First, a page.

Bipartisan CS major members of Congress urge colleagues to adopt cybersecurity measures

May 31, 2016
In The News

Two computer science degree grads, who also happen to be members of the House, have sent a note to their colleagues and staff members in Congress laying out basic cybersecurity measures.

Reps. Ted W. Lieu (D-Calif.)—B.S. Stanford University (and a reformed attorney with a JD from Georgetown University)—and Will Hurd (R-Texas) B.S. Texas A&M University—joined forces in sending the e-mail “to raise awareness and improve the security culture in the House of Representatives.”

The representatives, both of whom have cybersecurity expertise, urged recipients to:

Choose two-factor authentication for Twitter, Facebook Gmail and other Web services. 
Use complex passwords (which the House already requires) and avoid using duplicate passwords for separate accounts and devices.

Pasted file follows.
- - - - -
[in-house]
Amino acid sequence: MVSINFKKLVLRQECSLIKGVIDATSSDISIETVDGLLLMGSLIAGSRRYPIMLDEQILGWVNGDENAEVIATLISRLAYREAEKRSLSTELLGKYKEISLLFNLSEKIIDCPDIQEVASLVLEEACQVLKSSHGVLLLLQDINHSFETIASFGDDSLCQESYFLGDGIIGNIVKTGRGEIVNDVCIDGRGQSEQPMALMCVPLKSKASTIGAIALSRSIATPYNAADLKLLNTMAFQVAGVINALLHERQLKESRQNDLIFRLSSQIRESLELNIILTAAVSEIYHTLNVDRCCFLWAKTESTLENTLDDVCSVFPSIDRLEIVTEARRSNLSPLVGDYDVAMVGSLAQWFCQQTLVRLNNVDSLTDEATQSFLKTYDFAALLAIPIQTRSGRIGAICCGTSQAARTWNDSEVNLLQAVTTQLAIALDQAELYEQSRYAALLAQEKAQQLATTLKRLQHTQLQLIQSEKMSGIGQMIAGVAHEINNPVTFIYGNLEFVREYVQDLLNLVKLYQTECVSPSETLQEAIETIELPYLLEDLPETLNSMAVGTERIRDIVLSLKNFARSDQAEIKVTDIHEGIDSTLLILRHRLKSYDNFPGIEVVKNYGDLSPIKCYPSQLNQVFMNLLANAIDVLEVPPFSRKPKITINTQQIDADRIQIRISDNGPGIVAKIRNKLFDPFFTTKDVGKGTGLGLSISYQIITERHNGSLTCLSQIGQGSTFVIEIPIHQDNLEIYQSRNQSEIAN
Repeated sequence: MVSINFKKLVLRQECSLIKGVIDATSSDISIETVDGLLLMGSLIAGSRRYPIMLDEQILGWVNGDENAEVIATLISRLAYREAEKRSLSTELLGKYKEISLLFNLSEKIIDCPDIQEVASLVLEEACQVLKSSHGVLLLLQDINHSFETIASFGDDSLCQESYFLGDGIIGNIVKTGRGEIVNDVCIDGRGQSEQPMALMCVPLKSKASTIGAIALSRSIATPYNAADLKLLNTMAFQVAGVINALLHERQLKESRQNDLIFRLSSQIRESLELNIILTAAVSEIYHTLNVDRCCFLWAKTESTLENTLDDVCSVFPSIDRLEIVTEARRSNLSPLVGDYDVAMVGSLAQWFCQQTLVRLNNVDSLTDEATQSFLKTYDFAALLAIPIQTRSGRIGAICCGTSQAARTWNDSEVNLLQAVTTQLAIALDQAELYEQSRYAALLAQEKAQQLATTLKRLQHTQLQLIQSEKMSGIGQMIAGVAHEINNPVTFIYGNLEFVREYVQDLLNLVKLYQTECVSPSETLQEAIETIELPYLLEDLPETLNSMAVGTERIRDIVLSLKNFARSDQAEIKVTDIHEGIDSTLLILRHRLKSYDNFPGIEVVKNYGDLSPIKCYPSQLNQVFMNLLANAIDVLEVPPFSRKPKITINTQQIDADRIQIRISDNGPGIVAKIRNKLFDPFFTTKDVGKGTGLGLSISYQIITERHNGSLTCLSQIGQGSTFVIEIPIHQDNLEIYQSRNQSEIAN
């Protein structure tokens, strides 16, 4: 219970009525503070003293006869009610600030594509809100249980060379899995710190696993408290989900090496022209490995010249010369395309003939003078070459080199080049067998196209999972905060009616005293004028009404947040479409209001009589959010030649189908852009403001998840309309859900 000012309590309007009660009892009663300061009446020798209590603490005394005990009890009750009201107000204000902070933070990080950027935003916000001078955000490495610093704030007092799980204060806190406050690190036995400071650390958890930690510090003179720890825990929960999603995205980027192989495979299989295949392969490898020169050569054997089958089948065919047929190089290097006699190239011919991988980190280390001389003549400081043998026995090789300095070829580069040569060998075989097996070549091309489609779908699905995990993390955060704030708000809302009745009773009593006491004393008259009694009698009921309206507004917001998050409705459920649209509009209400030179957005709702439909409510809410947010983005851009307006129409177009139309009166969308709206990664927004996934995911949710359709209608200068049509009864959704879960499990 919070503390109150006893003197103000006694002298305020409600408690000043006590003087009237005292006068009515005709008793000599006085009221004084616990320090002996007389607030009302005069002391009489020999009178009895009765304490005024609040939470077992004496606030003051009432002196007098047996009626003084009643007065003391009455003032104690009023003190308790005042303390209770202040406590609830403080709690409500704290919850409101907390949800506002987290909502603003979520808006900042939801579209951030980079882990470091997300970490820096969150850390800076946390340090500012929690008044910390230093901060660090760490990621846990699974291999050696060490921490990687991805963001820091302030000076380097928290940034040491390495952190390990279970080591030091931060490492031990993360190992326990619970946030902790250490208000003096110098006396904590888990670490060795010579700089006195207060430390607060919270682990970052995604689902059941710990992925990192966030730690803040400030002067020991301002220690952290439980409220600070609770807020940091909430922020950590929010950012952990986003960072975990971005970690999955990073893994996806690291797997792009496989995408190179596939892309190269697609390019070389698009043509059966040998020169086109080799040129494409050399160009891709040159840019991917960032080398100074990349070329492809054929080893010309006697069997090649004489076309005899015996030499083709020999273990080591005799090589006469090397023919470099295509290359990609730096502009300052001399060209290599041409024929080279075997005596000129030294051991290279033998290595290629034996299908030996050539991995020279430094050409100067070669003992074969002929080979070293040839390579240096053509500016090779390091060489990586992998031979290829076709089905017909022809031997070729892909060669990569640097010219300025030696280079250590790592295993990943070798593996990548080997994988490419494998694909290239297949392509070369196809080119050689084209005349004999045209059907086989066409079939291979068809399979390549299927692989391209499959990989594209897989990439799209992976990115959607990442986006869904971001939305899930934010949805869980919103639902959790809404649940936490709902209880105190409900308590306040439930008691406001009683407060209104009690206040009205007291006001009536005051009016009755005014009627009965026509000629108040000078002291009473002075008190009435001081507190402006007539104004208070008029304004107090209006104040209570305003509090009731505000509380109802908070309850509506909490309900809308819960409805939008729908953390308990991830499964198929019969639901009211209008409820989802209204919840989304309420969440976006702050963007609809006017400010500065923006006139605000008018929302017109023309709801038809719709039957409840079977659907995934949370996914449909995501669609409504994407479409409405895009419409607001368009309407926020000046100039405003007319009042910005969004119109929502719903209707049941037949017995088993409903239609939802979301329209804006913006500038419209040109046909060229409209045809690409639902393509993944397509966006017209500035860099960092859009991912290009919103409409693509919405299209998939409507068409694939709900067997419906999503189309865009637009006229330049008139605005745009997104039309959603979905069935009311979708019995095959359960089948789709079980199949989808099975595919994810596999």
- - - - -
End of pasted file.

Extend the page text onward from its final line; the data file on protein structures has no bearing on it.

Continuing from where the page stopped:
Install anti-virus software and apps to help mitigate cyberattacks and monitor for anomalous activity. 
Encrypt devices, voice and text data for mobile communications.
Connect to only trusted networks that are 100 percent are encrypted.
Back-up data to protect against ransomware and phishing attacks.

There is clear wisdom in this simple advice. But what is unclear is whether these two congressmen are too much playing Captain Obvious with cybersecurity measures that every Tom, Dick and Sally should know by now. 

Or perhaps we should all be scared that the folks on the south side of Capitol Hill—other than these two—really have no clue … about cybersecurity.